- Metro: This is SUPER cheap (like 1 E pound per ride?) but may be intimidating for some. Be aware that there are separate cars for women.
- Minibuses: Also cheap, but difficult to navigate unless you speak Arabic.
- Taxi: While taxis are the most readily available form of transportation, they have the potential to gouge the price. Always ask for the meter to be turned on or agree to a price BEFORE getting in to the car. When you agree to a price clarify if it is the total or per person. Only pay once you have stepped out from the taxi. Always have exact change because your driver likely will not.
- Tuk-tuk: These small, covered motorbike style taxis are actually illegal in Egypt. They began having problems years ago because the drivers are often children and not licensed. However, when they made them illegal, they only seemed to increase, so just be aware it may not be your safest option for transportation.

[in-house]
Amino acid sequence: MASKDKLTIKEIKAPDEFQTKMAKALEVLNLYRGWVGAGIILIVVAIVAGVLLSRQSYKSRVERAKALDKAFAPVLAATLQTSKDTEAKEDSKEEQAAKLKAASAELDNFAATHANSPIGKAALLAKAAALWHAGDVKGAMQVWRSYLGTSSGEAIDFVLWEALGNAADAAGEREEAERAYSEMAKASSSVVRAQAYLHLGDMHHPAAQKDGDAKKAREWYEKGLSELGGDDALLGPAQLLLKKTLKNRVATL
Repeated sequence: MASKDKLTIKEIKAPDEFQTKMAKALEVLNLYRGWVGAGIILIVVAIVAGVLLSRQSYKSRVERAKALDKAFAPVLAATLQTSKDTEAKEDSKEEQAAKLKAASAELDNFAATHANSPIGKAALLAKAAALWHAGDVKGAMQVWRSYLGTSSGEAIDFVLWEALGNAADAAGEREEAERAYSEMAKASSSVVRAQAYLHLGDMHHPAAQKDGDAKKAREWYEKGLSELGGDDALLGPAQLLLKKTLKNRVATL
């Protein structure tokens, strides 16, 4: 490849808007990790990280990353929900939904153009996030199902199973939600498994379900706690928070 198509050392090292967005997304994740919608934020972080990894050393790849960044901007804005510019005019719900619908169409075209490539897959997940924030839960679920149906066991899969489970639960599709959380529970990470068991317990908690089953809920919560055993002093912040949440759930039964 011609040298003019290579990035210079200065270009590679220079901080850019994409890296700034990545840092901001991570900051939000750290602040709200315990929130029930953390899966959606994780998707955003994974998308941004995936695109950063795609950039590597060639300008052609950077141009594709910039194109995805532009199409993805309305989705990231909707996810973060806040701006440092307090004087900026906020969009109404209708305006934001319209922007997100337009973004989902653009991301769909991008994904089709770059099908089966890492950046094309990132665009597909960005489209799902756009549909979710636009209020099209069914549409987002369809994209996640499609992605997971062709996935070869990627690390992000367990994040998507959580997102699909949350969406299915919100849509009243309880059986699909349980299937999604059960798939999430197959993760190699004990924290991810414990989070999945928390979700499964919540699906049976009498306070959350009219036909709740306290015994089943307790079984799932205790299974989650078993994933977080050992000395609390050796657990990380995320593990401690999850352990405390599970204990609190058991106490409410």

I stayed at the Pyramids Inn Motel at 219 Mansoureya Road located within walking distance of the Great Pyramids (found on Hostelworld). The hotel has both private rooms and dorm rooms, but it is in no way a party hostel or one where you would go to meet other young travelers. If you want a quiet, cheap, private room this place will provide you with your basic needs. There is an amazing view of the pyramids from the roof (shown below), and the staff was so honest and helpful. At one point I leost my MacBook, and the receptionist came up to me as I was in a state of panic, handed me the laptop, and said "you looked as if you had lost your heart, and I just wanted to return it to you." In a place where your computer my be worth someone's annual income, this was incredibly touching to me. There's also a papyrus shop next door where the people are passionate about sharing the history or their craft with you along with some tea. Aside from the papyrus shop, pyramids, and camel rides, there is not a lot to do in that area of Giza, so if you prefer to be around more action, Cairo is a better fit for you.